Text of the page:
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Kulin Kayastha

Kulin Kayasthas are a sub-caste of the Kayastha caste in Bengal, India. They are also known as the Kulina Kayasthas.

The Kayasthas are regarded in Bengal, along with the Brahmins, as being the "highest Hindu castes"[1] that comprise the "upper layer of Hindu society".[2] They are subdivided into numerous clans in that region, of which the Kulin are a high-ranking example.[1]


The caste system in Bengal developed differently from that in neighbouring areas of North India because of the influence of Buddhist rulers in the region at various times up until the eleventh century CE, at which time the Pala dynasty declined. It is traditionally believed that at this point a Hindu king brought in five Brahmins and their five Shudra servants, his purpose being to provide education for the Brahmins already in the area whom he thought to be ignorant. The tradition continues by saying that these incomers settled and each became the founder of a clan. In the case of the five Shudra servants, each clan was of the Kayastha caste.[3]

The five Brahmin clans were each designated as Kulina ("superior") in order to differentiate them from the more established local Brahmins. Four of the Kayastha clans were similarly designated. The fifth was refused the status because they would not accept that they were servants, as was the ritual rank of Shudra, and instead proclaimed themselves to be superior even to the Brahmins. While this fifth clan remained in Bengal and became the Datta (or Dutt) Kayasthas, one of the four which were granted the Kulina nomenclature - the Guhas - later moved to the east of the region, leaving three clans to become the main Kulin Kayastha communities: the Boses, the Mitras and the Ghoshes.[3]


During the Gupta Empire, the Kayasthas had not developed into a distinct caste, although the office of the Kayasthas (scribes) had been instituted before the beginning of the period, this can be made out from the contemporary smritis. In many early epigraphs discovered in Bengal, brahmanic names with large number of modern Bengali Kayastha cognomens can be found, suggesting that a large number of Brahmin communities intermixed with oher varnas to form the present day Kayasthas and Vaidyas of Bengal.[4]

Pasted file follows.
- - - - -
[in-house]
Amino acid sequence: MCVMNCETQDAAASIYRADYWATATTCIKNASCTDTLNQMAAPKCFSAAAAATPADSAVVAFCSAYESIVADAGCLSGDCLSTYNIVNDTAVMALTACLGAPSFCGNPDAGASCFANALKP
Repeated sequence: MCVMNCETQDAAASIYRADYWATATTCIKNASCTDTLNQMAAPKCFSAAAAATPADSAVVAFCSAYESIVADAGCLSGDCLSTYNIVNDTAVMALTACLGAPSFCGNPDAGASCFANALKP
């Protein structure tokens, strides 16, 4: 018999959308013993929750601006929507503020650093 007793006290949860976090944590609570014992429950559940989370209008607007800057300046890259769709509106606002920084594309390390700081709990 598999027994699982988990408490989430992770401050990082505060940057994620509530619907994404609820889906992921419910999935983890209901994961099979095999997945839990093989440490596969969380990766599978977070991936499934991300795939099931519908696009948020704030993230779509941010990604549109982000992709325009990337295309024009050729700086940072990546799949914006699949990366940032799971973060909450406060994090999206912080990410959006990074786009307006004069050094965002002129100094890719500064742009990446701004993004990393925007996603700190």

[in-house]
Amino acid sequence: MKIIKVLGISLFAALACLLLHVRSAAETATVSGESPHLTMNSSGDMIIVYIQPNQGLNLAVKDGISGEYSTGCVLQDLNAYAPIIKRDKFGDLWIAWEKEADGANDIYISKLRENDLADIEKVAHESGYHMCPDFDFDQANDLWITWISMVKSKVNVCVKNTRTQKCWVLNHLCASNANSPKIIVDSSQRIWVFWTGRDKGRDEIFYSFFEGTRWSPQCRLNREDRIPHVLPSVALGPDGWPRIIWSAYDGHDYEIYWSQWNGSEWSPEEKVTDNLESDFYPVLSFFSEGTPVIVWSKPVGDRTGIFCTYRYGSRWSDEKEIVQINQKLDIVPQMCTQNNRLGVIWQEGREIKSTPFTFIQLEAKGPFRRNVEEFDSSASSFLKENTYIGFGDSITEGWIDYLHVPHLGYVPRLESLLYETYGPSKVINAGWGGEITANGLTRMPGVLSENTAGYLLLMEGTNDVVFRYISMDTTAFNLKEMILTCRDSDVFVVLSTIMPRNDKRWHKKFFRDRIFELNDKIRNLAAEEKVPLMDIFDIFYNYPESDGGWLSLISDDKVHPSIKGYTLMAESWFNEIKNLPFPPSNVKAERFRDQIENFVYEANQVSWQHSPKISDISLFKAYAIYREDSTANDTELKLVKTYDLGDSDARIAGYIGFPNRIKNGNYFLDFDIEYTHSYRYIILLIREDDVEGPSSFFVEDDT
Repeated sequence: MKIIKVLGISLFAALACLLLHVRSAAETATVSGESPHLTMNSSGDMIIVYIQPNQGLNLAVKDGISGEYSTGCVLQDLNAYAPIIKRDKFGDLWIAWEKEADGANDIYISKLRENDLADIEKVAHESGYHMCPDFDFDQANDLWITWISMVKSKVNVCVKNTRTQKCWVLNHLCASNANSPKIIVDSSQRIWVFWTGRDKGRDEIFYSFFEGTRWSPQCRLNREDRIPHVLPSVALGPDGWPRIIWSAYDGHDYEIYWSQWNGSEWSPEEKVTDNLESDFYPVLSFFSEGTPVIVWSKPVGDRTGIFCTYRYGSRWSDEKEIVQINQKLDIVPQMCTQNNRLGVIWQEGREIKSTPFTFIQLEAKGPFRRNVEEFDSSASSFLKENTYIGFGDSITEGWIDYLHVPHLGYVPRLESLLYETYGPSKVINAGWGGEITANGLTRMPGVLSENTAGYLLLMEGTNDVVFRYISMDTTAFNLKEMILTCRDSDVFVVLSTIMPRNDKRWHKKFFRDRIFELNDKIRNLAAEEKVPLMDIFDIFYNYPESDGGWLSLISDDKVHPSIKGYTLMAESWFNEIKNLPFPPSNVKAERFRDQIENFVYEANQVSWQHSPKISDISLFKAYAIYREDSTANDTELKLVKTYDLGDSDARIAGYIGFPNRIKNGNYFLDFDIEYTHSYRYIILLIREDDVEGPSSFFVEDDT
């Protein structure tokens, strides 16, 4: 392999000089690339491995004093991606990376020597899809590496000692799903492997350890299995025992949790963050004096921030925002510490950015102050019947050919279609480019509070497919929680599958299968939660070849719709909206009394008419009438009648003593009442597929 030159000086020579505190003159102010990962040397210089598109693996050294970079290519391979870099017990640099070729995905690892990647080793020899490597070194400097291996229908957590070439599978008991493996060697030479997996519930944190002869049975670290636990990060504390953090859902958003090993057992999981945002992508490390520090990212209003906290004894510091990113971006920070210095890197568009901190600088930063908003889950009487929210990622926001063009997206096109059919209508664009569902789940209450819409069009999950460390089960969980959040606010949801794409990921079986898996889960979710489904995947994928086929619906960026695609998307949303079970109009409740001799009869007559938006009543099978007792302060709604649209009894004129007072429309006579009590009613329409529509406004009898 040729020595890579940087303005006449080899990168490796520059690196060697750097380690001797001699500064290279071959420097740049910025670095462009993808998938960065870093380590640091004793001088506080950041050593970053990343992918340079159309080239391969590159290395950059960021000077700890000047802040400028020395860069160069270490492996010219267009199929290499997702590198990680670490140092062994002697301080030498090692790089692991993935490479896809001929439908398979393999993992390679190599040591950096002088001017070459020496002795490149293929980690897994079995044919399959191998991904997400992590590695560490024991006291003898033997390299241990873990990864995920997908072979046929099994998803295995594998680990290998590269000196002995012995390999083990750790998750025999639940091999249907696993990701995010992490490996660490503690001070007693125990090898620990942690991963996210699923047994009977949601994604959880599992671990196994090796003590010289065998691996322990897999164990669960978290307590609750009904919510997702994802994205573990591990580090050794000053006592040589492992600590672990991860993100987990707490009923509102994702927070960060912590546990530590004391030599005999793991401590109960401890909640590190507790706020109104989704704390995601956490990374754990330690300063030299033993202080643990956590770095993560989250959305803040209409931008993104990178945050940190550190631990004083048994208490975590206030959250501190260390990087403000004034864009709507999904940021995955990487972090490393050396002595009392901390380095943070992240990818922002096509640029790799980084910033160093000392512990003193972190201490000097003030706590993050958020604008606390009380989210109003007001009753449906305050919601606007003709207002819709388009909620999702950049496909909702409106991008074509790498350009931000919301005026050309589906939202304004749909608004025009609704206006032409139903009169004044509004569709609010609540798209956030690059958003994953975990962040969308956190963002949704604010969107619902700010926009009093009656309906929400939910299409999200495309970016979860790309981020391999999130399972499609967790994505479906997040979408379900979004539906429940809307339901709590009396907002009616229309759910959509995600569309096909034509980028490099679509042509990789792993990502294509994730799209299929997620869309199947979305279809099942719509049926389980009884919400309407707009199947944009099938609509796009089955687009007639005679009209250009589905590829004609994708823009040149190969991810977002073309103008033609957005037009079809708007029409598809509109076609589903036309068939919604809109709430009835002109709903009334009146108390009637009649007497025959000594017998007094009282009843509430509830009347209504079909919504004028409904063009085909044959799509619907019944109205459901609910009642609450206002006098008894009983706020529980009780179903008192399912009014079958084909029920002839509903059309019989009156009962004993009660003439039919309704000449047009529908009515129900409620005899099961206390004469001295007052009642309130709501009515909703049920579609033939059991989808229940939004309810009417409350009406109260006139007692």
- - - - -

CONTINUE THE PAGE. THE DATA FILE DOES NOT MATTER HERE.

A period of rule by various Muslim dynasties began in Bengal from the thirteenth century and lasted until 1765, when the British gained control. Many of the population converted to Islam and the lack of a Hindu king as a focal point caused the isolation of those Hindu communities which remained. The Kulin communities suffered particularly badly because their ritual role was to serve a Hindu king via appointments to high state and religious offices, which were denied to them by Muslim rule. Those Hindus, including some Kulins, who did assist, co-operate or mingle with the Muslim rulers were often shunned by the increasingly conservative Hindu community, which was intent on self-preservation and withdrew into its own cultural norms in order to achieve that. Thomas J. Hopkins has said that

Similarly, the Kulin castes generally ignored the British who came into the area and eventually took it over. The British were non-Hindu and so they, like the Muslims before them, were unable to satisfy the Kulin need for roles befitting their ritual status. Other Hindu communities, however, did co-operate with the British and by the early years of the nineteenth century some had become substantial landowners and wealthy people as a consequence. These non-Kulin communities also were the first to take steps towards Westernisation, in part because they realised that alignment with Western ideas would provide a route by which they could advance their social status, and that was something which could never occur under the Hindu ritual system as they would always be ranked lower than the Kulins.[5]


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